“No further talks,” Nelson Mandela announced on TV after the massacre of shack-dwellers at Boipatong in South Africa in June of 1992. A few minutes later, Roelf Meyer, the former Minister of Defense for the white minority-ruling National Party and lead negotiator in the talks slated to bring about the end of apartheid, got a call from Cyril Ramaphosa*, Secretary General and lead negotiator for the ANC.(1)
“What the ‘heck’ are you doing?” Meyer asked.
“We need to talk,” Ramaphosa responded.
And, despite the violence that was raging and the abyss of civil war that faced them; despite the suspicions raised by both the black and white constituencies that doubted the legitimacy of the wider talks; despite the fact that the two men were from completely different backgrounds and cultures, the two did just that. What’s more: in a process insiders began to call “the channel”, they did it secretly.
Three months later, the Record of Understanding was forged; an agreement that laid the foundation for the resumption of successful negotiations that paved the way for the first fully democratic elections in 1994, and the end of apartheid.
How, in the face of all that doubt and all those odds, did they do it?
They used the win-win negotiating techniques from the Harvard Negotiation Project(2) (the same ones you’ve learned in Common Outlook’s workshops). In doing so, they paid as much attention to the negotiating process itself as they did to the issues at hand. Accordingly, they decided to hammer-out their own ideas of process, resolving to search for common ground rather than focusing on differences, ensuring intra-negotiations with their own teams received as much attention as the inter-negotiations between the two sides, and most importantly, vowing not to let de Klerk and Mandela’s hard-line stances derail the process. (See note below)
Secondly, the two men worked on developing a negotiating relationship that was based on trust. They shared information about their backgrounds and value systems. Cyril had been steeped in the traditional black rural customs of South Africa; Roelf, in the isolation of the Afrikaner ultra-conservative white culture. “Once we discovered it was possible to interact with other value systems … all sorts of new opportunities started to develop,” Roelf said. He suggested they open their meetings with a prayer; Cyril, wanting to reflect the minority groups of the country, suggested seven prayers.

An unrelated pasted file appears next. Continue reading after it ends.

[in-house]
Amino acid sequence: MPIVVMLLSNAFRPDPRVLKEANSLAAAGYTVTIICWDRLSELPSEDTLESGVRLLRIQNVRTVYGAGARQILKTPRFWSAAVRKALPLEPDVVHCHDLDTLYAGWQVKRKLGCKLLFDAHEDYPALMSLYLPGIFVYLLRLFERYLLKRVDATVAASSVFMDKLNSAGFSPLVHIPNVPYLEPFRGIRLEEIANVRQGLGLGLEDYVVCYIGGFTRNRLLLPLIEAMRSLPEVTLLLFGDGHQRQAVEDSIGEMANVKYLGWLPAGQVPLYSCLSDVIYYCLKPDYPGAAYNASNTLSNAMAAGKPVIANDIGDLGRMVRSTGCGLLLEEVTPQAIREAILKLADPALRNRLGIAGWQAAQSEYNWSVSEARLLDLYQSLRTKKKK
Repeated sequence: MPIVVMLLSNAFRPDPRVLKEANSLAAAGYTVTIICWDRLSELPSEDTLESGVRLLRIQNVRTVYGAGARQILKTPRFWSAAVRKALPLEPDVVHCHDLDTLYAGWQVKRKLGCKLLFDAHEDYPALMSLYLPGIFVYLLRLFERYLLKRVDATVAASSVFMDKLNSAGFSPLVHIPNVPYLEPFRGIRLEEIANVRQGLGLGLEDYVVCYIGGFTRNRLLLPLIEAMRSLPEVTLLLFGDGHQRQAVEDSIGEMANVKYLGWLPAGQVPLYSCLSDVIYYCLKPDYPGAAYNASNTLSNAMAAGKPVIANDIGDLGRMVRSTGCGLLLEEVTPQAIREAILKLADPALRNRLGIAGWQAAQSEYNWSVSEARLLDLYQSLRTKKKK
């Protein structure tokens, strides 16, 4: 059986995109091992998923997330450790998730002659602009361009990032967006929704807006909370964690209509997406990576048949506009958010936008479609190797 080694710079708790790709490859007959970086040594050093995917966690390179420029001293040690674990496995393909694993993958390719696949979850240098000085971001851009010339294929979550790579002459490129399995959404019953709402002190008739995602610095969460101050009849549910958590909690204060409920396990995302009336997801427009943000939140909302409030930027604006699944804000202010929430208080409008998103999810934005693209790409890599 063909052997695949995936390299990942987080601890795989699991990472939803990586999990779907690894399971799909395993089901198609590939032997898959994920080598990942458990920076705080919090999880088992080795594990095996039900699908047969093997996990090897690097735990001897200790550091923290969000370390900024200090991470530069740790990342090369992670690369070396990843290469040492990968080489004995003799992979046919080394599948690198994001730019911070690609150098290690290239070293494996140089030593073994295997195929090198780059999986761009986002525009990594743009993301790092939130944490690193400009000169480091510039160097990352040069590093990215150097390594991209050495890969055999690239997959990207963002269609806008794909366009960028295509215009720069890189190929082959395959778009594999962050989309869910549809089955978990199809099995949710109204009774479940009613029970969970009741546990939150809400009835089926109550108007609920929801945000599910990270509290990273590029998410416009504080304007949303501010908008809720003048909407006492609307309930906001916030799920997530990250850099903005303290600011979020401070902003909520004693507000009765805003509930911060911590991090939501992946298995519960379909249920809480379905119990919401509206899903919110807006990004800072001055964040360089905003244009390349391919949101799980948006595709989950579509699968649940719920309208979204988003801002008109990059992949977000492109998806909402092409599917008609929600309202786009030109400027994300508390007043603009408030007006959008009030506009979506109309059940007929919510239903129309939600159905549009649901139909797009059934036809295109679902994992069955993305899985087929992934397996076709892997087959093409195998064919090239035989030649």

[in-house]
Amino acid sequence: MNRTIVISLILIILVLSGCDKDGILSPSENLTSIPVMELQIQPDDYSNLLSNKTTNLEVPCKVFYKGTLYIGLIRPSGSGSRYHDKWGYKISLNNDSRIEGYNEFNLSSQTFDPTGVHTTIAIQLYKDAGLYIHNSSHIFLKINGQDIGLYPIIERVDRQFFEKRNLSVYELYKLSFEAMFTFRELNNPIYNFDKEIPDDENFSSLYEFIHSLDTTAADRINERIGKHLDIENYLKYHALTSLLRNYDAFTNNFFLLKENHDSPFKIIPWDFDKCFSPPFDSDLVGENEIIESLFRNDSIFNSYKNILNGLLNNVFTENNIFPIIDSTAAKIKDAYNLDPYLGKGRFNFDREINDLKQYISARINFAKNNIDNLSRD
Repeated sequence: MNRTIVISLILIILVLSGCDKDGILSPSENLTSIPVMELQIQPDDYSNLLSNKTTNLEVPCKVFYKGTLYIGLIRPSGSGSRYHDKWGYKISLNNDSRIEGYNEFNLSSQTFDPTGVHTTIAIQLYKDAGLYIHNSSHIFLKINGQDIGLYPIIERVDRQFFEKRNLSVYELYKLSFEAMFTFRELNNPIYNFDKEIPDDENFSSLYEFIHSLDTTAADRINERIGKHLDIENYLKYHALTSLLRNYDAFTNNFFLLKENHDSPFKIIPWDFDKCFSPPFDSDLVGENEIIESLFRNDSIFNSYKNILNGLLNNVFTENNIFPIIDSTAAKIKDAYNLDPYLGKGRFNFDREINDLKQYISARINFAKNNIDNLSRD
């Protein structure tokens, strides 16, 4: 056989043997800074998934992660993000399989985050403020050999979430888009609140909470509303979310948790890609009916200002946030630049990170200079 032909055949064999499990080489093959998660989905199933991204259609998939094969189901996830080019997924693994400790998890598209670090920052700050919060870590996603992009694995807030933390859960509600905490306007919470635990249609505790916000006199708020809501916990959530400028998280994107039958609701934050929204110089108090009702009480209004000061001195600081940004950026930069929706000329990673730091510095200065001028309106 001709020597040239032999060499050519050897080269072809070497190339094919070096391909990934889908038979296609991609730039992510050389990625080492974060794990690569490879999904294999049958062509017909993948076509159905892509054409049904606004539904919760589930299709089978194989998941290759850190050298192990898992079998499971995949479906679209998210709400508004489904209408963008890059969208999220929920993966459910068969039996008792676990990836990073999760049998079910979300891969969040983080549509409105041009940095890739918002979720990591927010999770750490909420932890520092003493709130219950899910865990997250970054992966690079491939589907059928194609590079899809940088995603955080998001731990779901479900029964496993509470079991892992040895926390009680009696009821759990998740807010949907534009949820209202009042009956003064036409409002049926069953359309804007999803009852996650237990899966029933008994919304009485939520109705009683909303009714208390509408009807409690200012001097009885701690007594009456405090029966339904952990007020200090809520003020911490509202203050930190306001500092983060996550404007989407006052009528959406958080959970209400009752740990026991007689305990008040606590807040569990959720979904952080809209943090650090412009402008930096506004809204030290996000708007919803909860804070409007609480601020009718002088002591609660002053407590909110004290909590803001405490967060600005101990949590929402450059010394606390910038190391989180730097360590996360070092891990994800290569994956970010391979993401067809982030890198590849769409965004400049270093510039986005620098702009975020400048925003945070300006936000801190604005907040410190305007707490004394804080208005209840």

Personal trust was put at an exalted level; they put it above the need to take control or to be more powerful, and above the need to have their vision of the future be the ‘right’ one. They met for drinks; they shared stories; they went fishing. They became friends. They got to know one another…beyond the negotiating table.
“We learned to trust one another,” Roelf said. “ …Because apart from the Record of Understanding and the fact that we were able to unlock the (negotiation) deadlock, the most important thing to emerge … was the trust Cyril and I developed in each other. After that, it was possible to deal with all problems, all disputes.”
“It was this trust,” Ramaphosa seconded, “that finally delivered a settlement in the South Africa conflict.”
And the lesson for us?
If trust can mitigate cultural differences, prejudices, beliefs, value systems, and even long-standing hatred; if it can light the way to friendship as it did with Cyril Ramaphosa and Roelf Meyer; if it can stave off conflict between individuals and war between factions, then let us – each one of us – engage in one fight only:
To learn to trust one another.
Note: The ruling National Party had initially demanded ANC factions hand over their weapons. Mandela had refused to put an end to the violence, but even if he had, Cyril knew that the ANC would see it as surrendering. The compromise? The suspension of armed action which met the needs of both sides. Though the issue stayed on the table, it wasn’t made a pre-condition for the resumption of negotiations.
This article is based on a Paper: Ramaphosa and Meyer in Belfast by Padriag O’Malley, and derived from a lecture held by The Irish Association, June 1996.
(1) ANC: a tripartite alliance led by The African National Congress, and including the Congress of South African Trade Unions (COSATU), and the South African Communist Party (SACP)
(2) Fisher, R. & Ury, W. (1981) Getting to Yes. Penguin. (1991 and 2011 Editions authored by Fisher, Ury, and Bruce Patton).
* In December 2012, Cyril Ramaphosa was appointed Deputy President of South Africa.